2006/06/10

One Year On

Yesterday marks one year since I arrived in Al Ain. It seems really hard to believe. This year has really flown by. So I thought about my first day here and how much I have learned.

My plane landed at just after midnight on the 9th of June. A university driver took me to the Hilton in Al Ain, and exhausted from travel, I got to sleep after a short phone conversation with Bss. The next morning I got up early and went for a walk down to the Murabaa Roundabout area (if you don't know Al Ain, this is the downtown area near the old souq). It was rather early (about 7:00) Thursday morning so a lot of things weren't open yet and the area was not very busy. I felt both overwhelmed by the strange combination of the sameness and alienness of the place at once (and the jet lag didn't help any either). And my expectations of what it would be like here were clashing with what I was seeing.

I remember thinking things like: "That gas station over there, it looks just like an American one. I can't read these signs. Why are there six rental car places right next to each other? Why are all these store signs so gaudy? Why does that rental car place have a Lambourghini on it when it obviously doesn't rent them? Why isn't anyone wearing a kandora/dish dash? How come there aren't any women?"

I walked into a store to buy a drink. And I didn't recognize the vast majority of the stuff there either, but then there was Coke and Pepsi and Mountain Dew. I tried to read a tourist map to see what was around me, but it was in Arabic (I know now that the other side is in English). There was no cash register and really no counter, just a couple of guys standing around and staring at me.

Now, a year later, I visit that same neighborhood at least once a week to visit the barber, and it seems completely normal. I know that most of the people there are Indian or Pakistani; that the sex ratio here is such that you mostly see men in a lot of places; that stores with the same services bunch together (I still don't know why, but I accept that that is the way things are); and that signs have to convey the type of store it is for those who can't read.

There have been some bad things about this year. The driving here is just as bad as everything that I had read about. I've had my share of bad experiences on the roads, but only near misses and rude drivers. I have had three friends who have had good friends killed in car accidents this year, and one of my co-workers was in an accident but no one I know has been hurt. The heat has been brutal at times. I get upset when I see how some people treat non-Western expats. I have missed a lot of foods from home.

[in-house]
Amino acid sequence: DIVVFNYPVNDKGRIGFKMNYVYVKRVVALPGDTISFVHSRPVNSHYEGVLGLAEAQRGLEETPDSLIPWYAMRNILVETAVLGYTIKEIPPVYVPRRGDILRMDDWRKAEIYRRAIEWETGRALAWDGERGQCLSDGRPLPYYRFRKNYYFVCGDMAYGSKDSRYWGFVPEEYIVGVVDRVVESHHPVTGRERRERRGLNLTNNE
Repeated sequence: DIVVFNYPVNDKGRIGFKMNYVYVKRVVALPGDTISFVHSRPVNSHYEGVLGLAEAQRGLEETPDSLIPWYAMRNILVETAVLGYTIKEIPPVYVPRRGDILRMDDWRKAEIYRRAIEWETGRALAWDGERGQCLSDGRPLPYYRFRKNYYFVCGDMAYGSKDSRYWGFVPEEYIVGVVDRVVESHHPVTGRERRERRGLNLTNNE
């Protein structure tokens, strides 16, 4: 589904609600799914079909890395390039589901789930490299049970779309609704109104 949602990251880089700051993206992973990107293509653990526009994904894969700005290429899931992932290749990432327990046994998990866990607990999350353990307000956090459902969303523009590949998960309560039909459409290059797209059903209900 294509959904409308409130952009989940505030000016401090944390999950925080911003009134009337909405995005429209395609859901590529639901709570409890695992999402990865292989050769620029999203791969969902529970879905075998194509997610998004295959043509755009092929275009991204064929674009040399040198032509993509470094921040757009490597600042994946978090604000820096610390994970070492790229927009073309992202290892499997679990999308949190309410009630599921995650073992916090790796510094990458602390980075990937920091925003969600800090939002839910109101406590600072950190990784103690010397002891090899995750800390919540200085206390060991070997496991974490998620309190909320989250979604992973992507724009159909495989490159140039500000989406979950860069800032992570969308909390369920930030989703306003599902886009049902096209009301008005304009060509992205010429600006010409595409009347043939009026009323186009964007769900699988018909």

But overall, I think that it has been a good year. For the most part, I really like my job. I like that, unlike most expats, I get to work with so many Emiratis. I like the way that Al Ain still feels like a small town in some many ways. I still get excited when I see camels in the back of trucks on the road. I like seeing the dates growing on the palms along the road. I like learning about new cultures and helping people learn about mine. I'm looking forward to going home for a month starting Wednesday, but I'm also looking forward to come back to start my second year.

8 comments:

vayaconsatan said...

I've always wondered what a foreigner's first impressions of Al Ain would be.
It's funny that the questions you ask yourself(about the gaudiness of the signs and the bunching up of similar stores) are the same questions i ask myself and I've lived here all (most) my life.

Pakistani American said...

Hey, I was just bloghopping and fell upon your blog. I actually came here around 2 years back...and I remember thinking the same things that you did when I first got here! Lol. I study in UAEU, so we have something in common! Will be dropping by more often...long live al ain! =)

But its wayyy to hot these days. Thank god for vacations in the summer!

Al Ain Taxi said...

Hi Brn

Glad you're coming back for more, a lot of people arent and I will miss them so much!

Al Ain Taxi said...

Hi Brn

Glad you're coming back for more, a lot of people arent and I will miss them so much!

Louis said...

Very nicely written summary about your first year in Al-Ain. Compared to Dubai, Al-Ain is an Oasis where people lead normal lives instead of the mad rush here in Dubai. You take care :-)

Anonymous said...

I have just been offered a teaching position in Al Ain. It is good money and I am seriously considering it. Can you tell me more about living there? I really need to know more.

jonathan1001@hotmail.com

Marcus Aurelius said...

Anonymous,

I taught at the UAEU for some years. Life in Al-Ain is nice. Al-Ain is quiet and if you are a Westerner not in the pub life it can be challenging to keep yourself entertained.

The health clubs are an alternative (each hotel has one in addition to multiple pubs/bars/nightclubs, also there are private gyms as well).

The upshot is if you can find ways to entertain yourself you will be fine. Also, I kept myself busy at the Catholic church in town and met my wife there.

I too still remember my first night in Al-Ain. A driver from the U was at the Abu Dhabi airport and even though I was worn out from the long flight (flying from Chicago) my eyes were wide open with wonder.

surprised sheep said...
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